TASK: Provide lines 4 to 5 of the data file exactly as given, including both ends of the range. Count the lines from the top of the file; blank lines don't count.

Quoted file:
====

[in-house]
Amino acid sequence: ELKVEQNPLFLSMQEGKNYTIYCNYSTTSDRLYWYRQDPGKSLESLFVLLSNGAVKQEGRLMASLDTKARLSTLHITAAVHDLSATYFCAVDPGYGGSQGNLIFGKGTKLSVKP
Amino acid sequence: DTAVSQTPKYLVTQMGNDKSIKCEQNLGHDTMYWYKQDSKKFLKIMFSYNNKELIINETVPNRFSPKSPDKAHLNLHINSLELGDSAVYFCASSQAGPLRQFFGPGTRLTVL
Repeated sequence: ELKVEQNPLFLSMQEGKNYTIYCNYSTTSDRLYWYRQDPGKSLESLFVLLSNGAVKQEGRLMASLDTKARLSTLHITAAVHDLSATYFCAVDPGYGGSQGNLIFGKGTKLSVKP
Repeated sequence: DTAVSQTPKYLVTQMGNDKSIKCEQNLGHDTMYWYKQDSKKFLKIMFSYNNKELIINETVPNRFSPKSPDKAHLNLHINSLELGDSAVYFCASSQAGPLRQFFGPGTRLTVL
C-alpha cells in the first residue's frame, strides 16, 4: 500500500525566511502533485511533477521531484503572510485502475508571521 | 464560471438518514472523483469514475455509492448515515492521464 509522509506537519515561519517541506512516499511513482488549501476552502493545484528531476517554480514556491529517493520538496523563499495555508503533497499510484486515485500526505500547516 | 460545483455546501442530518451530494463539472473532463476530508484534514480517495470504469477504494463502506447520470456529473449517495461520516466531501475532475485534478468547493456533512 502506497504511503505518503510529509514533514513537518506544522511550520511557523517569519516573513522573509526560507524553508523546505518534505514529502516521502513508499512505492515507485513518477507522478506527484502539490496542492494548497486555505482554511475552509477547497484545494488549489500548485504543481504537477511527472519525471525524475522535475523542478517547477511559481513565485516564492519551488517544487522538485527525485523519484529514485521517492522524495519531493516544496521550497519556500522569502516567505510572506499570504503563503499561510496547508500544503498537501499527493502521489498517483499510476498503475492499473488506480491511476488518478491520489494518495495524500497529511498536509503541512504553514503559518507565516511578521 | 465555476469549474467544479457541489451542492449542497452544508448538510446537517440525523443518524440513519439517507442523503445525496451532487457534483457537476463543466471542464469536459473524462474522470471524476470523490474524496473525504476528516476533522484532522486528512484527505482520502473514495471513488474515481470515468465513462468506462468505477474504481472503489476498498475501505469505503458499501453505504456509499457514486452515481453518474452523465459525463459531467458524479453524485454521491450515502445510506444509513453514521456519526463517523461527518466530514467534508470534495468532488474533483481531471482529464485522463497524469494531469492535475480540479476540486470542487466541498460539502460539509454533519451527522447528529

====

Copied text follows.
Repeated sequence: ELKVEQNPLFLSMQEGKNYTIYCNYSTTSDRLYWYRQDPGKSLESLFVLLSNGAVKQEGRLMASLDTKARLSTLHITAAVHDLSATYFCAVDPGYGGSQGNLIFGKGTKLSVKP
Repeated sequence: DTAVSQTPKYLVTQMGNDKSIKCEQNLGHDTMYWYKQDSKKFLKIMFSYNNKELIINETVPNRFSPKSPDKAHLNLHINSLELGDSAVYFCASSQAGPLRQFFGPGTRLTVL